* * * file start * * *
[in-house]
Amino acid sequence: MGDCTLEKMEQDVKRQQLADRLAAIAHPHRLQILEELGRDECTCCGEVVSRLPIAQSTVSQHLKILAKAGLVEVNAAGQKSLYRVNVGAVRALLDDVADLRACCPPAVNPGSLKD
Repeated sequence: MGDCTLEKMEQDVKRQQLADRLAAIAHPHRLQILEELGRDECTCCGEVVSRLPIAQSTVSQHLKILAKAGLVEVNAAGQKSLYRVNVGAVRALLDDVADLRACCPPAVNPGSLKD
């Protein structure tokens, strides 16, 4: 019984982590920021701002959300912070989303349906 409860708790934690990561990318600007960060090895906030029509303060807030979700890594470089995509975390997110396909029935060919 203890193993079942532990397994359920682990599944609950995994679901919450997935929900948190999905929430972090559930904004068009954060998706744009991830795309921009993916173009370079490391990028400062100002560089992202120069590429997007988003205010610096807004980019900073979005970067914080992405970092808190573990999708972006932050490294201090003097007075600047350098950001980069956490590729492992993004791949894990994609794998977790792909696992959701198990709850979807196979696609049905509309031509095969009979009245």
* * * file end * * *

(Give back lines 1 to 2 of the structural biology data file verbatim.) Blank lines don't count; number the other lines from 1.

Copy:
[in-house]
Amino acid sequence: MGDCTLEKMEQDVKRQQLADRLAAIAHPHRLQILEELGRDECTCCGEVVSRLPIAQSTVSQHLKILAKAGLVEVNAAGQKSLYRVNVGAVRALLDDVADLRACCPPAVNPGSLKD